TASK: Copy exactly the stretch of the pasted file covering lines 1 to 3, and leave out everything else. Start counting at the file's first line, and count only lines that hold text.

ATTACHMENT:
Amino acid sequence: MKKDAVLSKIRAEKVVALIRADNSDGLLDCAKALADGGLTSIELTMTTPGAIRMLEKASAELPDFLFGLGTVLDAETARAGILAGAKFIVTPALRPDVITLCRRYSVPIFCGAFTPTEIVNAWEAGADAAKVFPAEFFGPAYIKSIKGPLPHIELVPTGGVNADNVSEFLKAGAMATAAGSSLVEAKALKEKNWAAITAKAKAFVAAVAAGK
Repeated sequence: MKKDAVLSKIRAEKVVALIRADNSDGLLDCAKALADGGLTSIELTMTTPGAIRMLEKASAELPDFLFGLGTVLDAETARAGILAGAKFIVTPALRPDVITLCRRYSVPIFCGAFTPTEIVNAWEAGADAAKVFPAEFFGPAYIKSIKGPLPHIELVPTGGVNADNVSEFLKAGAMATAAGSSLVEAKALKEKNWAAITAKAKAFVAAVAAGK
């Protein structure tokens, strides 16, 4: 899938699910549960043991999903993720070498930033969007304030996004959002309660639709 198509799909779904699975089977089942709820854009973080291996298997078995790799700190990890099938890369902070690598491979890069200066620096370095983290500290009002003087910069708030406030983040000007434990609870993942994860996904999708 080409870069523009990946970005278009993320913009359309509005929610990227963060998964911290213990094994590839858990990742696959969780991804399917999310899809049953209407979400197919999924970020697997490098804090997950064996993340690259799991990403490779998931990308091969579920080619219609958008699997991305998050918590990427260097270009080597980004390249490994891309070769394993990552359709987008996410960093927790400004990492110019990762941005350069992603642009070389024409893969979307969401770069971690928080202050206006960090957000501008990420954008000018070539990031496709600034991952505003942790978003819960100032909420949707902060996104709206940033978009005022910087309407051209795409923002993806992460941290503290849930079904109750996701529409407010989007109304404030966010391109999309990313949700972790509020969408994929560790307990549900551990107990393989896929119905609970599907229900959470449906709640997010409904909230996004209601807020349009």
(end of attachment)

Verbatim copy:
Amino acid sequence: MKKDAVLSKIRAEKVVALIRADNSDGLLDCAKALADGGLTSIELTMTTPGAIRMLEKASAELPDFLFGLGTVLDAETARAGILAGAKFIVTPALRPDVITLCRRYSVPIFCGAFTPTEIVNAWEAGADAAKVFPAEFFGPAYIKSIKGPLPHIELVPTGGVNADNVSEFLKAGAMATAAGSSLVEAKALKEKNWAAITAKAKAFVAAVAAGK
Repeated sequence: MKKDAVLSKIRAEKVVALIRADNSDGLLDCAKALADGGLTSIELTMTTPGAIRMLEKASAELPDFLFGLGTVLDAETARAGILAGAKFIVTPALRPDVITLCRRYSVPIFCGAFTPTEIVNAWEAGADAAKVFPAEFFGPAYIKSIKGPLPHIELVPTGGVNADNVSEFLKAGAMATAAGSSLVEAKALKEKNWAAITAKAKAFVAAVAAGK
């Protein structure tokens, strides 16, 4: 899938699910549960043991999903993720070498930033969007304030996004959002309660639709 198509799909779904699975089977089942709820854009973080291996298997078995790799700190990890099938890369902070690598491979890069200066620096370095983290500290009002003087910069708030406030983040000007434990609870993942994860996904999708 080409870069523009990946970005278009993320913009359309509005929610990227963060998964911290213990094994590839858990990742696959969780991804399917999310899809049953209407979400197919999924970020697997490098804090997950064996993340690259799991990403490779998931990308091969579920080619219609958008699997991305998050918590990427260097270009080597980004390249490994891309070769394993990552359709987008996410960093927790400004990492110019990762941005350069992603642009070389024409893969979307969401770069971690928080202050206006960090957000501008990420954008000018070539990031496709600034991952505003942790978003819960100032909420949707902060996104709206940033978009005022910087309407051209795409923002993806992460941290503290849930079904109750996701529409407010989007109304404030966010391109999309990313949700972790509020969408994929560790307990549900551990107990393989896929119905609970599907229900959470449906709640997010409904909230996004209601807020349009």